Parts of the Fukushima Daiichi nuclear power plant have joined the surface of Mars and the blast radius of an IED as environments so harsh that they can be braved only by robots. On Sunday TEPCO, the Japanese utility responsible for Fukushima, sent a pair of iRobot packbots into parts of the plant that have not been seen since the facility was evacuated in the wake of a strike by a tsunami. Packbots are best known for having been deployed with the U.S. Army throughout Iraq and Afghanistan.
Interior rooms of reactors 1 and 3, which the robots entered with video cameras and sensors for radiation, temperature and humidity, proved to be intact despite the explosions of hydrogen gas at both. Elsewhere in the complex, a remote-controlled excavator, transporter and helicopter have been put to use in order to explore areas too contaminated with radiation for humans.
This new data poisoning tool lets artists fight back against generative AI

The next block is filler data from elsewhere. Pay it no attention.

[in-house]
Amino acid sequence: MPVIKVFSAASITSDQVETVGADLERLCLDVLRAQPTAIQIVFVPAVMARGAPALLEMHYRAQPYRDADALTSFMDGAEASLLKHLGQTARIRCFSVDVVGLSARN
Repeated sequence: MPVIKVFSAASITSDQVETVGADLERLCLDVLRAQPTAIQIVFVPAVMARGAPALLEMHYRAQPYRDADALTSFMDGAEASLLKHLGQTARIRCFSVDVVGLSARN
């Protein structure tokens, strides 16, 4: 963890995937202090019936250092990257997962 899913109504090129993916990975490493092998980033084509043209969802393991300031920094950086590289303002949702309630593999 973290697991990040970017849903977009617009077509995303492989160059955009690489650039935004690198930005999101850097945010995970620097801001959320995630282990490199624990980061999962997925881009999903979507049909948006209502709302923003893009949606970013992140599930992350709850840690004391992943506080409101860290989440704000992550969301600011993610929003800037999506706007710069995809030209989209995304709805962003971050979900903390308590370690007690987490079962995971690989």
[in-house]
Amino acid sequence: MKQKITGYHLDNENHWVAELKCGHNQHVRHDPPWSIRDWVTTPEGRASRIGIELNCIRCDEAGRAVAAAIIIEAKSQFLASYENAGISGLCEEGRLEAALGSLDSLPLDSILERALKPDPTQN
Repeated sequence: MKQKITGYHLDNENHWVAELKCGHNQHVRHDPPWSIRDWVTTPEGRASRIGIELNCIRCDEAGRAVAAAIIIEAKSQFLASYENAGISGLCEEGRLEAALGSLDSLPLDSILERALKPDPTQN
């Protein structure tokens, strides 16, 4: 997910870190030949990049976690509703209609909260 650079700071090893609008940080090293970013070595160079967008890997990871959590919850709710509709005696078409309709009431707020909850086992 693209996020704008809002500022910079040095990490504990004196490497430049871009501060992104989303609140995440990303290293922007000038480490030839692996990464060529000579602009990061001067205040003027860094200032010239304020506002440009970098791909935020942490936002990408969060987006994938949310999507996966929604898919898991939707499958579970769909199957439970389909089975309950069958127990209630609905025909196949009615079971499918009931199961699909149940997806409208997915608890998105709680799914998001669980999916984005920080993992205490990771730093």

The tool, called Nightshade, messes up training data in ways that could cause serious damage to image-generating AI models.
Rogue superintelligence and merging with machines: Inside the mind of OpenAI’s chief scientist
An exclusive conversation with Ilya Sutskever on his fears for the future of AI and why they’ve made him change the focus of his life’s work.
The Biggest Questions: What is death?
New neuroscience is challenging our understanding of the dying process—bringing opportunities for the living.
How to fix the internet
If we want online discourse to improve, we need to move beyond the big platforms.
Get the latest updates from
MIT Technology Review
Discover special offers, top stories, upcoming events, and more.